Dear readers, I need your help again. I have finished book three of my interminable trilogy about Phoebe and her steadfast beau. Brimming with triumph, I showed the final two chapters to my critique group last night, and…they didn’t like it.

Here’s their problem. After three books of Phoebe’s not being ready to get married, now finally at the end of book three, she’s ready. Our hero has a Plan, and she says, surprise me.

The surprise is taking all the book’s characters back to Las Vegas, the city where they met, where they will be married in the wedding chapel by the people who first employed Phoebe when she arrived in Vegas at the start of book one. (Now they live in Washington, D.C.) The final scene of book three is everybody just boarded the plane, ready to rest up from the vigorous trials of the day before and me tying up loose ends. Continue reading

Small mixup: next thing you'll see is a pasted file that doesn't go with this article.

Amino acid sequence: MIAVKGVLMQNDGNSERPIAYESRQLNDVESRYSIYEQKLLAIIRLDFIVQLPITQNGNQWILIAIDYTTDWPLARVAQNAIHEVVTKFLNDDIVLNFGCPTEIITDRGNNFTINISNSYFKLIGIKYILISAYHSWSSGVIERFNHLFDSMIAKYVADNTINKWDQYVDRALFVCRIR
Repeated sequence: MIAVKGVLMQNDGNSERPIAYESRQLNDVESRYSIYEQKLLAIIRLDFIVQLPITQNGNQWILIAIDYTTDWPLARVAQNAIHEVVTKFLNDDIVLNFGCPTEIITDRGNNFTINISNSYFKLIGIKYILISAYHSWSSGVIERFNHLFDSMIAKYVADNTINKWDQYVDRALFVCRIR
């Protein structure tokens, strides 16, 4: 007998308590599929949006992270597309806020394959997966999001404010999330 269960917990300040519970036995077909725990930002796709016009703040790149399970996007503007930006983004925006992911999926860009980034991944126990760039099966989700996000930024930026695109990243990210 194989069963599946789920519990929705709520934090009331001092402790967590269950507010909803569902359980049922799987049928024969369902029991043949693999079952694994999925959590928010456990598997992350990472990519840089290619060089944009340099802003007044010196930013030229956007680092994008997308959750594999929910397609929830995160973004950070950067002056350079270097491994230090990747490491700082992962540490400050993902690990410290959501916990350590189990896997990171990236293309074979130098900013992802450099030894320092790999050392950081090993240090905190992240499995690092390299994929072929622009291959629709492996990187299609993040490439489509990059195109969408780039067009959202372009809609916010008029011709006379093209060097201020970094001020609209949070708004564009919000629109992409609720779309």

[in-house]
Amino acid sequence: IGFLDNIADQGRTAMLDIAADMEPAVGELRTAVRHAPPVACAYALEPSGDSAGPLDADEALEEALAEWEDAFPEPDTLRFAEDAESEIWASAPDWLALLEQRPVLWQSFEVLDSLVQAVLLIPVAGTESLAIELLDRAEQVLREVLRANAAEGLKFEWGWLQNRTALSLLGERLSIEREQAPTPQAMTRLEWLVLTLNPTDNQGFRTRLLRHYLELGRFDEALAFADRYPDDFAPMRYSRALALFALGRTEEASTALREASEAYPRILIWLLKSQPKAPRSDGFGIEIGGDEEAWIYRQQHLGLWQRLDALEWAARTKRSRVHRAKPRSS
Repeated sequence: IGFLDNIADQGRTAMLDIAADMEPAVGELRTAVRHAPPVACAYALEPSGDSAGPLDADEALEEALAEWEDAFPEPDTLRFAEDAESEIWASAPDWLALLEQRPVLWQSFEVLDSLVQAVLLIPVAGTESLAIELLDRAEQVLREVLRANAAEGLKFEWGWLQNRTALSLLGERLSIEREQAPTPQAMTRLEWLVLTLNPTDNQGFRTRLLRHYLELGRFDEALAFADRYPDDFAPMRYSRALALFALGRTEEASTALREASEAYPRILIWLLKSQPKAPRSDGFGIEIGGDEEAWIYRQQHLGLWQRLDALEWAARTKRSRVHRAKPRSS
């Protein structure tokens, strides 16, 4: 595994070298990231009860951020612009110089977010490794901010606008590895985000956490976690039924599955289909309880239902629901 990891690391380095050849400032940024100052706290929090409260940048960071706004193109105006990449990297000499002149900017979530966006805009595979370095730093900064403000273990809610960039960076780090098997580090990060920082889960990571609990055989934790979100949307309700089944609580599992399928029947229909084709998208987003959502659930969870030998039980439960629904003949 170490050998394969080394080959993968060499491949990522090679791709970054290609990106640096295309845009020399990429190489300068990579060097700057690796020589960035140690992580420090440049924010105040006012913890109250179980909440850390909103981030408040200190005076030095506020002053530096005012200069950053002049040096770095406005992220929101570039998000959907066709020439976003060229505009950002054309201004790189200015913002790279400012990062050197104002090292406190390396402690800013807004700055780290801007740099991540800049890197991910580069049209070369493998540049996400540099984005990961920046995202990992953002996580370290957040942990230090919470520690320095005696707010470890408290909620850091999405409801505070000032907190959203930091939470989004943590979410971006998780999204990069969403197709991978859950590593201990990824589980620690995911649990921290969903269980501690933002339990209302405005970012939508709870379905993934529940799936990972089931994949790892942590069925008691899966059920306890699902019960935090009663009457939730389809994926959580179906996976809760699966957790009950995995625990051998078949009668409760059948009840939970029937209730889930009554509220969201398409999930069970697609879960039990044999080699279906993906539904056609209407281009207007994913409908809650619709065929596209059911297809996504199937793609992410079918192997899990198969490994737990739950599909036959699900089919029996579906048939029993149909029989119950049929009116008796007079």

Michaeline: Wise Old Characters

Elderly African American Couple from 1899 or 1900 on their front porch. She's strong and has her arm on his shoulder.

Is there a dearth of wise old characters in fiction? What are we doing to fix that? (Image via Wikimedia Commons)

Whoo-hoo! Three-day weekend here in Japan courtesy of “Respect for the Aged Day” on Monday. It got me to thinking about the old, wise characters in fiction. Currently, my favorite senior citizen is Nana Strong from Jeanne Oates Estridge’s new book, The Demon Always Wins.

Nana is feisty without being senile, is frail of body but strong in her beliefs, and offers a very real sort of “best friend” – not an all-knowing one, but one who knows a lot, and gives it to Dara Strong straight.

Other than that, though? Who are my favorite old folks in literature? It took me a little bit of thinking.

Werewolves? Nah, not a long-lived race, the werewolves. Vampires? Not what you’d call role-models, particularly. I am fond of MaryJanice Davidson’s young Betsy, Queen of the Vampires, but she’s not old.